Godzilla: Kingdom of Monsters

Godzilla: Kingdom of Monsters
Godzilla Kingdom of Monsters review
  • North American Publisher / ISBN: IDW - 978-1-68405-533-3
  • Release date: 2019
  • UPC: 9781684055333
  • Contains adult content?: no
  • Does this pass the Bechdel test?: no
  • Positive minority portrayal?: no
  • CATEGORIES: Action Thriller

The big difference between IDW’s Godzilla and earlier comic versions is that IDW also licensed the right to use other giant monsters from the classic Japanese films. As fans will know, there are a fair amount, and the main purpose of Kingdom of Monsters is to have plenty of them on the rampage.

This is treated as a new start. When Godzilla first emerges from the sea onto a Japanese beach there’s no recognition, just terror, and with one exception that’s the same response generated by other monsters as they also emerge. The exception is in France, where creepy mute twin sisters Mallorie and Minette relish the meeting with Battra, then still in caterpillar form and are able to exert some control over it. After encouraging destruction they watch it attach itself to the Eiffel Tower to generate its final form.

As that might indicate, initial co-writers Eric Powell and Tracy Marsh approach Kingdom of Monsters with their tongues in their cheeks. Don’t worry, they take the monsters seriously enough, but have fun with the people who run into them, included (but not limited to) a narcissistic pop star, some Texas good ol’ boys and their monster truck, and a Japanese suicide bomber.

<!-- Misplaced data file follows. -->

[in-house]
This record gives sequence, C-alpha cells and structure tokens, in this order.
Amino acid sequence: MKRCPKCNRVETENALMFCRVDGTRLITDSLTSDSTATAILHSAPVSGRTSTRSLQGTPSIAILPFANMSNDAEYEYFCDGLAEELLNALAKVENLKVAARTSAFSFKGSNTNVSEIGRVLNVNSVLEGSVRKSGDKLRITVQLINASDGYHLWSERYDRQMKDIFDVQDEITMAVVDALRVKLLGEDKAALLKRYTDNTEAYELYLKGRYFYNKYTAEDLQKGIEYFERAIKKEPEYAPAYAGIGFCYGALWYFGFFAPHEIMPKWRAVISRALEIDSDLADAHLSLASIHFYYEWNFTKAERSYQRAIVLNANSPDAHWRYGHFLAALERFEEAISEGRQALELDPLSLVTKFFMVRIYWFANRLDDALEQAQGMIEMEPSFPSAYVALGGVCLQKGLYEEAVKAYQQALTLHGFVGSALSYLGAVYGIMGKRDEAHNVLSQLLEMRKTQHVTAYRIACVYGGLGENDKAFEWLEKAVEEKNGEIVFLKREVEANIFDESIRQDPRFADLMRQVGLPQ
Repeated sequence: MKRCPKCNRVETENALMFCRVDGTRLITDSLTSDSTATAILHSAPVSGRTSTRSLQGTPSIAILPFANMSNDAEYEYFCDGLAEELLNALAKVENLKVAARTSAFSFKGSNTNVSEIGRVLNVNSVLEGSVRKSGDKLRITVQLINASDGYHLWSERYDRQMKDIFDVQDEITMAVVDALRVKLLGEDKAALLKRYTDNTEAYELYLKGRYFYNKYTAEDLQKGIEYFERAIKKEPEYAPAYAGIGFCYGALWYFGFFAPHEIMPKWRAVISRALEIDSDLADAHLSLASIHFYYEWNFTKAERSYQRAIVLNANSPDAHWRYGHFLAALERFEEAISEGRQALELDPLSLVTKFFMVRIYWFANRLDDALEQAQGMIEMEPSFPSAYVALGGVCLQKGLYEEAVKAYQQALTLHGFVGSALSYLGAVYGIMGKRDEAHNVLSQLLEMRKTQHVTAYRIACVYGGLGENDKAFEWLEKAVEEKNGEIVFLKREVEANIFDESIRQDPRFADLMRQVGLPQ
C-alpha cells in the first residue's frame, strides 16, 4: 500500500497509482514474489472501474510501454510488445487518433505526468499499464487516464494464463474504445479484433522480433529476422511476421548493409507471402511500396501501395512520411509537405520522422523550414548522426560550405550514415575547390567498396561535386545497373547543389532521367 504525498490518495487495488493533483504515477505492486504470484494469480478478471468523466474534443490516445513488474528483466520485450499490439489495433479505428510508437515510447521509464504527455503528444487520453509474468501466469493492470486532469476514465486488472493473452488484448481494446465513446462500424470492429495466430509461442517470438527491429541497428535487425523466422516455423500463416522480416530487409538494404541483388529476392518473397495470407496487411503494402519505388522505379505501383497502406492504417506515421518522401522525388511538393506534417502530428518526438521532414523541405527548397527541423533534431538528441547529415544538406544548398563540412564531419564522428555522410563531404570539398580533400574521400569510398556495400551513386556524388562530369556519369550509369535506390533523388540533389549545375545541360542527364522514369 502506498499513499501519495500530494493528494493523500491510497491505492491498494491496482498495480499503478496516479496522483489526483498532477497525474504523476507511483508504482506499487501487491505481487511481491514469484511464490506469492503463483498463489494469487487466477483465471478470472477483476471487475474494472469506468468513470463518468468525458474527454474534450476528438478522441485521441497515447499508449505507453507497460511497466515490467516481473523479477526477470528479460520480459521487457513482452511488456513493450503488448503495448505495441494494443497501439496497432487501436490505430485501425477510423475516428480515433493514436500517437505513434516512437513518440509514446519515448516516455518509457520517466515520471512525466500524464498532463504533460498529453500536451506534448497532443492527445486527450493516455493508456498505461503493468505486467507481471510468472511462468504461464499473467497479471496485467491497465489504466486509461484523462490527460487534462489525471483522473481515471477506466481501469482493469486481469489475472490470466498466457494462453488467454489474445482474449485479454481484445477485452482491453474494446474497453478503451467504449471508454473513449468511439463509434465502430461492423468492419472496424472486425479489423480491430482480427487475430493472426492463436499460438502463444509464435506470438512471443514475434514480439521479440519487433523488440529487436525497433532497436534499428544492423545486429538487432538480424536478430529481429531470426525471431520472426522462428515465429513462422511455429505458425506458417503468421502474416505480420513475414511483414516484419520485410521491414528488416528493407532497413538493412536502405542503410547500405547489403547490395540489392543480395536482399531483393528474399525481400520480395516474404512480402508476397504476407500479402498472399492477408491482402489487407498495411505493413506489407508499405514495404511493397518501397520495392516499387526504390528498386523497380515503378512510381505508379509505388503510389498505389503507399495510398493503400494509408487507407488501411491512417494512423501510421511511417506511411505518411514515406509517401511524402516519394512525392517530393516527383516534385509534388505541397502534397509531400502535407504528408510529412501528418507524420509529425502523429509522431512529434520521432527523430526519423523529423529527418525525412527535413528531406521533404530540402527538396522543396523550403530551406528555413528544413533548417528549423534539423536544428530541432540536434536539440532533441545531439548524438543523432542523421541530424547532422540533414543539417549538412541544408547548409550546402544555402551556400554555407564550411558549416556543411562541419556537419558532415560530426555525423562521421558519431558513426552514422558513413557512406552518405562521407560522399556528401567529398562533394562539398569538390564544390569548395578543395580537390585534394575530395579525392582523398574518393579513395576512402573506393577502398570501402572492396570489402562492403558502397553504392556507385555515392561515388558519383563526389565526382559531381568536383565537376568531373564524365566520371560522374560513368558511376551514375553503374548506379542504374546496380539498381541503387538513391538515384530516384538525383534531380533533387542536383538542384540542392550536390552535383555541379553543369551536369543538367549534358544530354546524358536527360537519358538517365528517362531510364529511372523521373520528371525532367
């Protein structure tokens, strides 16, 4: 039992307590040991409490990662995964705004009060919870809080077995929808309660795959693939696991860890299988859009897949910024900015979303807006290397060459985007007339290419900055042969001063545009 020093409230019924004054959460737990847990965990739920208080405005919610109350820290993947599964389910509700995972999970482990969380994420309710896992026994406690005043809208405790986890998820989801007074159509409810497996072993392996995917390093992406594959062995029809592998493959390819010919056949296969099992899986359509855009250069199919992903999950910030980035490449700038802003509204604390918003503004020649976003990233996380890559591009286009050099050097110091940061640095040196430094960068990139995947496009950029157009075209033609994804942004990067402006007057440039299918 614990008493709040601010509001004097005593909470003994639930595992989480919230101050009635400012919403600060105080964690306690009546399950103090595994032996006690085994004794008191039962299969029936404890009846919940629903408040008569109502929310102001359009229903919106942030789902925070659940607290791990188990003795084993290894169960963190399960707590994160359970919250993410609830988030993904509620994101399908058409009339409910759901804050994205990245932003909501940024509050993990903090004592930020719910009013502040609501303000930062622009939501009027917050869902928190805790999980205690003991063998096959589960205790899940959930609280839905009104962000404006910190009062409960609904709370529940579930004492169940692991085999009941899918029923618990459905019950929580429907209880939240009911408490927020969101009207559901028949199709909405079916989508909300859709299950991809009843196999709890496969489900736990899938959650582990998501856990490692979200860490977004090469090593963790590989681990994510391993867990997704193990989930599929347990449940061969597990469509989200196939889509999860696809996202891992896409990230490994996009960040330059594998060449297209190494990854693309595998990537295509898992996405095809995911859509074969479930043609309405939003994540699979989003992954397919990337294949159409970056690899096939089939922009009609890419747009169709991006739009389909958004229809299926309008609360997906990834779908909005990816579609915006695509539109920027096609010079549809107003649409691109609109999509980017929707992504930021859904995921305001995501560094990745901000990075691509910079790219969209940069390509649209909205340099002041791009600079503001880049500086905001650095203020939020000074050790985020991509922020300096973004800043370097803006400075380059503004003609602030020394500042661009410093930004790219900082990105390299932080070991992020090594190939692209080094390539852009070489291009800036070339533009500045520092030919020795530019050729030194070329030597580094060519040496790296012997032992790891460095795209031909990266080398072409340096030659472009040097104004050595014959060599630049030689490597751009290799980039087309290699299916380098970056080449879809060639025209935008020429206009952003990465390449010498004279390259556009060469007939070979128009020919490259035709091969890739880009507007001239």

Phil Hester draws the opening four chapters, and he’s the better all-rounder, nailing the monster scenes with some great pin-ups, but also good when it comes to civilians. Victor Santos is slightly better with the monsters, having a visceral energy to his pen, but his scenes with people are altogether shakier. He inherits Sgt Steven Brooks, who has a considerable destiny, but first saves a young girl he protects. Santos never manages to draw her convincingly, her head always misproportioned. However, when he can deliver the type of monster mayhem seen on the sample art there shouldn’t be too many complaints.

Kingdom of Monsters isn’t for you if you want plot density, but who comes to a Godzilla story with that as their priority? If your taste is for brilliantly drawn monsters bashing the bejaysus out of each other, this is for you. This was previously available spread over three books beginning, naturally enough, with Volume 1.